Skip Ribbon Commands
Skip to main content

Tax Credit Aims to Revitalize Historic Buildings

This story is written by Grant Schulte of The Associated Press. It was published October 4, 2015 on

The homes at Boys Town were already showing their age when a hailstorm swept through the historic village two years ago, damaging roofs that have sheltered at-risk youth since the 1930s.

Repairing roofs and replacing sinks wouldn't come cheap, though, because the campus is considered a National Historic Landmark with a look that must be preserved. Then the group's leaders heard of a new state tax credit designed to revive historic buildings.

"It was like a gift," said Judy Rasmussen, an executive vice president at Boys Town. "We've always wanted to ensure that everything looks just the way it was built. This provided a way for us to do the work and have it be affordable."

One year after it took effect, the Nebraska Job Creation and Mainstreet Revitalization Act is drawing huge interest from developers and nonprofits, who snagged nearly all of the $15 million available for the year within the program's first two months. Nebraska lawmakers approved the credit in 2014.

The Nebraska State Historical Society received 58 applications this year, requesting a total of $17.5 million in tax credits for restoration projects. The agency approved more than $14.9 million for 46 projects in Omaha, Boys Town, Columbus, Norfolk and Red Cloud.

Most of that money — about $13.5 million — went to projects in Omaha and Boys Town, but the program's manager said groups from other parts of the state are starting to inquire. The historical society has fielded calls from Lincoln, Tekamah, Alliance, Scottsbluff and Cambridge.

"There's a lot of interest," said Ryan Reed, the Nebraska State Historical Society's tax incentive coordinator. "With all of the projects that are occurring, you need all sorts of people working — plumbers, carpenters, roofers. In that sense it's creating jobs for people."

The agency began accepting applications on Jan. 2, and virtually all of the money was claimed by Feb. 27. State officials created a waiting list of applicants for 2016. The program is capped at $15 million a year and is set to expire in 2019.

Among the recipients is a $20 million housing project on the western edge of downtown Omaha, including some properties that had violated city codes for a decade. Many of the buildings on Howard Street had sat empty for years, but a developer is using state and federal historic tax credits to convert them into apartments geared toward young professionals. Eight of the buildings received $3.3 million in state tax credits.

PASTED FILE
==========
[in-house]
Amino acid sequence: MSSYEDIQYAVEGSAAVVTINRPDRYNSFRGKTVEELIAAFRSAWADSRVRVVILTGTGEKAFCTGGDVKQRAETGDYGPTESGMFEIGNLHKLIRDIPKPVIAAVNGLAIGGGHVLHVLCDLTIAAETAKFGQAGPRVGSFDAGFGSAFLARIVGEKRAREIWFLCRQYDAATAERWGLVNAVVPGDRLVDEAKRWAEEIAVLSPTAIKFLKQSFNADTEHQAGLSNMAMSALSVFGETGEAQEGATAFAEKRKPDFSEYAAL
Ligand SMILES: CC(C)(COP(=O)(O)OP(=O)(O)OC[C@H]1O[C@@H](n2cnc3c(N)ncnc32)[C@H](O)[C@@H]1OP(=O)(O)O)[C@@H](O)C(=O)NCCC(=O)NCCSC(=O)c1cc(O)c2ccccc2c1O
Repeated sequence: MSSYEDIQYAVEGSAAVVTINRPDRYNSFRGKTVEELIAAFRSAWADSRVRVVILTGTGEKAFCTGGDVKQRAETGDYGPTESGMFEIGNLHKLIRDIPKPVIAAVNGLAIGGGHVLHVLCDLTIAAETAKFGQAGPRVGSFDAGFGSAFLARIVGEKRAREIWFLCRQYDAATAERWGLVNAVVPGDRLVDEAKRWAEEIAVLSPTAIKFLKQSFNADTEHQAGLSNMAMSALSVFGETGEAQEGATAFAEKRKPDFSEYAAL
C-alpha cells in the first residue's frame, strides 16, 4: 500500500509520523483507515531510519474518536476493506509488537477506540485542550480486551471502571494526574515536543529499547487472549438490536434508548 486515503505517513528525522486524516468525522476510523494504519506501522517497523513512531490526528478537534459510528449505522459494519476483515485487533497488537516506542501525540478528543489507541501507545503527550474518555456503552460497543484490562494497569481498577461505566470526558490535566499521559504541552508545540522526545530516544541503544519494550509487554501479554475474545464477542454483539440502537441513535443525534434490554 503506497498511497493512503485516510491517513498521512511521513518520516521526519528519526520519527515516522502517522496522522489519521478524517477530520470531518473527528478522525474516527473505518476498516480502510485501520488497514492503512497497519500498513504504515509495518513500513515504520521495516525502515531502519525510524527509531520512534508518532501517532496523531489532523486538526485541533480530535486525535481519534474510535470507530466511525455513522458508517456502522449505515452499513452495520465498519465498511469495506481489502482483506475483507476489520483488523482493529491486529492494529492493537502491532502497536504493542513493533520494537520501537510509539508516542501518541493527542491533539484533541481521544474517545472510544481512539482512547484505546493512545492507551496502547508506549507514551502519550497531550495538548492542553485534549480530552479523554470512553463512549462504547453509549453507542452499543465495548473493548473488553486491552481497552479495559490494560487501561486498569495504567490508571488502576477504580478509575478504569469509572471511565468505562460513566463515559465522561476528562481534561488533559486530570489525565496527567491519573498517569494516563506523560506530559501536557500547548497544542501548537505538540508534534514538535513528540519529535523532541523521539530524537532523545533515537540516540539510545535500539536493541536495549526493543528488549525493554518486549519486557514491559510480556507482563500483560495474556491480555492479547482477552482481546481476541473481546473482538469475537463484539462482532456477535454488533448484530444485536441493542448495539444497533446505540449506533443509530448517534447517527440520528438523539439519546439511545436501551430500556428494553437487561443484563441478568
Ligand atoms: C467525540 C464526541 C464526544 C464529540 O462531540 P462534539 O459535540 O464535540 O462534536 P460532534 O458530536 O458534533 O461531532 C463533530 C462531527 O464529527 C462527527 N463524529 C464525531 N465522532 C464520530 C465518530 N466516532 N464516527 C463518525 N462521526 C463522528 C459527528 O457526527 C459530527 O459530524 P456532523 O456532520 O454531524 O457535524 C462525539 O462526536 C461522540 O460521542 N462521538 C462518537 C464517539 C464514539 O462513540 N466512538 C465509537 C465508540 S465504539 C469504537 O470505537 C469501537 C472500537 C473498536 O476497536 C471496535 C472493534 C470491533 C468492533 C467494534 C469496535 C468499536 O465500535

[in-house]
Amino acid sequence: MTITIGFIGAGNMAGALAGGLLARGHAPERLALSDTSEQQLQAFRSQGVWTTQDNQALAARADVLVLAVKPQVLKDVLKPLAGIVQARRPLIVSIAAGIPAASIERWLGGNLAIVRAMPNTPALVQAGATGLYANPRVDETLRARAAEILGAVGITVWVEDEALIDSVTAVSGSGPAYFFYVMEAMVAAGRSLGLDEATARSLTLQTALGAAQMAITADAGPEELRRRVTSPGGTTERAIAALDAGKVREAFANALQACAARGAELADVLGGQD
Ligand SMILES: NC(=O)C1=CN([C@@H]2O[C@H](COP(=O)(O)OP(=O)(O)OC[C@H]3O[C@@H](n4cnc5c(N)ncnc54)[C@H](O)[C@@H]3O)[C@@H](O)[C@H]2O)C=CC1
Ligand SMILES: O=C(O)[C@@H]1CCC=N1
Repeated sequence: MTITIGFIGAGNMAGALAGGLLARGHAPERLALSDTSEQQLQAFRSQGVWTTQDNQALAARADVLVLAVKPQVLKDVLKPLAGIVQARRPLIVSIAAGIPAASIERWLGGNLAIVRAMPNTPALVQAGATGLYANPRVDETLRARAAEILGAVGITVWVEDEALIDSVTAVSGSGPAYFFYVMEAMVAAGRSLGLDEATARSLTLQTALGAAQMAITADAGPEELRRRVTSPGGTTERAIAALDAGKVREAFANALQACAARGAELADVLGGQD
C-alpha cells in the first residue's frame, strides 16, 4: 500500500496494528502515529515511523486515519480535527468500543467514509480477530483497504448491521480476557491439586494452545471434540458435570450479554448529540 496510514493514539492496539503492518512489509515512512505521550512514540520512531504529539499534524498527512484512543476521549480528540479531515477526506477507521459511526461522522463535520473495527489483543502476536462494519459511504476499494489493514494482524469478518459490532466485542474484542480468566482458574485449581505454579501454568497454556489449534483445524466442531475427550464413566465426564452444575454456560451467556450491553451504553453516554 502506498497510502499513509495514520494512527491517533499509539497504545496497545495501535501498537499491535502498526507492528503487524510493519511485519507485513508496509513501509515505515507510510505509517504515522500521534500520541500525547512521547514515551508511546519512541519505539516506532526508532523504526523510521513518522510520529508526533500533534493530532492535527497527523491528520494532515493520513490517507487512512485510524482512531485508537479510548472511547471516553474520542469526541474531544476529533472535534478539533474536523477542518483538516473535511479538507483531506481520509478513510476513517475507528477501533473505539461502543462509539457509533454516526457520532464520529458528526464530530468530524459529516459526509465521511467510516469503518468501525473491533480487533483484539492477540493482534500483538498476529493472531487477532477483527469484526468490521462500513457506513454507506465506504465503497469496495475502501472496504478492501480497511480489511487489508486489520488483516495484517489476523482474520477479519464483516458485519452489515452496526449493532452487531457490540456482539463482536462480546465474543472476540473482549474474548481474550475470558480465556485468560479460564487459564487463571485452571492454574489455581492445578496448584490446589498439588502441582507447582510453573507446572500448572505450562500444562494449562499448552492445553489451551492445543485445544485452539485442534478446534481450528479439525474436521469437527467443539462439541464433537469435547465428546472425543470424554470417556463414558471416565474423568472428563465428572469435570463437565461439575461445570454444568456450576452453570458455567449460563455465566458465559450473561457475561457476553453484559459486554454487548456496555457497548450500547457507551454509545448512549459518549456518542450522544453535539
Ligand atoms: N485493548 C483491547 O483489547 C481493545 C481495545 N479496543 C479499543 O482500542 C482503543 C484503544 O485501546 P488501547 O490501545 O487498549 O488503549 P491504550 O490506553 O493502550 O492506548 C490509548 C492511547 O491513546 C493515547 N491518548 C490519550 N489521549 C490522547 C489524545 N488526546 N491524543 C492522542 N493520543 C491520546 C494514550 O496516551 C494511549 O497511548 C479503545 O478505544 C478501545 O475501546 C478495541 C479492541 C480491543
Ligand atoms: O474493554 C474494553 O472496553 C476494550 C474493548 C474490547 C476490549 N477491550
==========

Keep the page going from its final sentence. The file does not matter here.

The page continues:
"It was all vacant and dilapidated before," said Darin Smith, president of Arch Icon Development. "We're bringing it back to life."

Smith said renovating historic properties is usually more expensive than demolishing a property and building new, and the tax credits help offset the cost. Projects also have to adhere to standards set by the National Park Service, which oversees the National Register of Historic Places.

Smith said his company's "Flats on Howard" project is one of only two historic apartment-focused districts in Omaha. Some of the buildings date as far back as 1908.

The credits smoothed the way for a developer to convert an empty Omaha warehouse into new downtown apartments, with rents that are generally $125 less a month than others in the area. The Rochester Apartments received $1 million in credits from the state.

"If it wasn't for the historic tax credit, you wouldn't be able to do them," said Todd Heistand, president of NUStyle Development. "It gives character to the town. You never hear about a town being cool because it has such great suburbs."

The tax credit reimburses developers for 20 percent of a project's eligible costs, up to $1 million per project, once the work has been completed as proposed. In many cases the state tax credit is combined with a federal tax credit that reduces the cost by another 20 percent, providing a total discount of 40 percent.

The credits are transferable, meaning developers can sell them to banks or investors to generate cash. Projects can qualify if they are listed on the National Register of Historic Places, designated a historic place under a local preservation ordinance, or if they're within a district deemed historic.

Projects must cost at least $25,000 to qualify. For properties in Omaha and Lincoln, the cost must exceed 25 percent of the property's assessed value or $25,000, whichever is greater.

In Red Cloud, workers are restoring a two-story brick building to become the National Willa Cather Center. The building, in the city where Cather grew up, includes an archive, museum and arts center to honor the famous author's legacy. Before the project, the building sat mostly empty and decaying in the city's Main Street historic district.

The project received $1.1 million in federal tax credits and about $956,000 in state tax credits, which was combined with private fundraising to begin construction work. Project planners say the building will become a cultural attraction once completed, drawing tourists and local tax revenue.

"The federal and state tax credits were a critical component in the launch of this project," said Ashley Olson, executive director of the Willa Cather Foundation.